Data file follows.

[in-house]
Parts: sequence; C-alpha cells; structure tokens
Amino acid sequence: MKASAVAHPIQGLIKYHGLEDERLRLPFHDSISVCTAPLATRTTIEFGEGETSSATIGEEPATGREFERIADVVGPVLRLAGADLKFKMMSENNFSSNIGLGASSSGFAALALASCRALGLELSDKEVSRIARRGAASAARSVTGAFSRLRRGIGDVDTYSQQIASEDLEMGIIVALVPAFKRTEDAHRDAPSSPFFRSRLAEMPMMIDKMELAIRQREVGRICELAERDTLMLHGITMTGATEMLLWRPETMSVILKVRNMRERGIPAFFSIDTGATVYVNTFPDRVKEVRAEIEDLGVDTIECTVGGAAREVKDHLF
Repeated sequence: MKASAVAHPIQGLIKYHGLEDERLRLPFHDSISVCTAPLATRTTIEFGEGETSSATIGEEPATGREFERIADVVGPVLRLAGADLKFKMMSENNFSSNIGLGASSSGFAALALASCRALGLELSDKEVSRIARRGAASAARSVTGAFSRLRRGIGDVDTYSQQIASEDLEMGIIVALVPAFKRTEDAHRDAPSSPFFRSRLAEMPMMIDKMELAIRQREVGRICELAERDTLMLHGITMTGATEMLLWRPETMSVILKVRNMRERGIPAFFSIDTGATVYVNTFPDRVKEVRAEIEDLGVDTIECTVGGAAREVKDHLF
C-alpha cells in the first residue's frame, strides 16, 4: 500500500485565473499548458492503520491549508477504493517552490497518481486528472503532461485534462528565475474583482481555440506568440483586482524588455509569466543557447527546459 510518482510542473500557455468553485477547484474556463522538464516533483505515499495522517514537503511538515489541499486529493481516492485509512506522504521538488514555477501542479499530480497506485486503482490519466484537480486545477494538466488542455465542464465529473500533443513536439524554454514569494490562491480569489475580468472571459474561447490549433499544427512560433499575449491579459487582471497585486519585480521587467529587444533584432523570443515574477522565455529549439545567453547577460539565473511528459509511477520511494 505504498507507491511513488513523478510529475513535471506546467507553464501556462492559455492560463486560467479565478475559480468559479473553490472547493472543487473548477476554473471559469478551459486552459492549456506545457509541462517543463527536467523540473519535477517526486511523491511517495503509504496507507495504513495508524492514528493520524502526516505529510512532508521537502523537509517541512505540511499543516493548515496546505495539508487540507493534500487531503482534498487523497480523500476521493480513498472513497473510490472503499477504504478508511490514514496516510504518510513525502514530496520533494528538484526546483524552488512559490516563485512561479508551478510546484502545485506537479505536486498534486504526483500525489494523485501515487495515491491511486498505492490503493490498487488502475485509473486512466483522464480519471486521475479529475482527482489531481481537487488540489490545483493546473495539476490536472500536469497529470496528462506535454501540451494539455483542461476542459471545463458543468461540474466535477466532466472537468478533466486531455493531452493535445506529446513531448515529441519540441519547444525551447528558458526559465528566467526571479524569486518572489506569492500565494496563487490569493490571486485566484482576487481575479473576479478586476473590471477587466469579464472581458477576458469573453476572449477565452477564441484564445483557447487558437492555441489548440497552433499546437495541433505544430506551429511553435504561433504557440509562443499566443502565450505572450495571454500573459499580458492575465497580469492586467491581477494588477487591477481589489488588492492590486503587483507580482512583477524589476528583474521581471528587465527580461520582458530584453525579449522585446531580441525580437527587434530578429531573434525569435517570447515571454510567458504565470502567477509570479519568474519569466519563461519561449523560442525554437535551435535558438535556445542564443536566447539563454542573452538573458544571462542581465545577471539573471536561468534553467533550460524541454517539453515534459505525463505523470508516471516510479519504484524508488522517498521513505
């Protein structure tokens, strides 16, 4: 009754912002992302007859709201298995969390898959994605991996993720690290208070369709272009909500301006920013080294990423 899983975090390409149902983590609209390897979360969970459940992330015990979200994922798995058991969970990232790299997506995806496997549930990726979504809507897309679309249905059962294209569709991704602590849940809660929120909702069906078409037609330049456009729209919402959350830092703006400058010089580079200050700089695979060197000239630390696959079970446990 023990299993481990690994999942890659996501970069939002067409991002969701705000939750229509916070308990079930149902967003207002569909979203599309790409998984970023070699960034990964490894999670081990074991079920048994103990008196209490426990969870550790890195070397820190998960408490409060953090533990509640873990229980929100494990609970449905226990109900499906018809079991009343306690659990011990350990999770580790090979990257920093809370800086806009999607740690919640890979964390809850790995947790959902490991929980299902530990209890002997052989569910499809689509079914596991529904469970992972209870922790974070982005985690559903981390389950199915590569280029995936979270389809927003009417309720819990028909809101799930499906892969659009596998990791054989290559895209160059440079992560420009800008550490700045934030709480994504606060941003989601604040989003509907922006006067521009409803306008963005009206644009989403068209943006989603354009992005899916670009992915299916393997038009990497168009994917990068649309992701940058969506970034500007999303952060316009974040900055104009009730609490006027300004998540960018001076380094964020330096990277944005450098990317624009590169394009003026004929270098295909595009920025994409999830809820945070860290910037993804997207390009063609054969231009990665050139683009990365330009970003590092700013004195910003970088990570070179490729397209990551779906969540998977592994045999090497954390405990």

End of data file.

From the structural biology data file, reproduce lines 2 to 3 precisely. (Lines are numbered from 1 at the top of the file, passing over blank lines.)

Parts: sequence; C-alpha cells; structure tokens
Amino acid sequence: MKASAVAHPIQGLIKYHGLEDERLRLPFHDSISVCTAPLATRTTIEFGEGETSSATIGEEPATGREFERIADVVGPVLRLAGADLKFKMMSENNFSSNIGLGASSSGFAALALASCRALGLELSDKEVSRIARRGAASAARSVTGAFSRLRRGIGDVDTYSQQIASEDLEMGIIVALVPAFKRTEDAHRDAPSSPFFRSRLAEMPMMIDKMELAIRQREVGRICELAERDTLMLHGITMTGATEMLLWRPETMSVILKVRNMRERGIPAFFSIDTGATVYVNTFPDRVKEVRAEIEDLGVDTIECTVGGAAREVKDHLF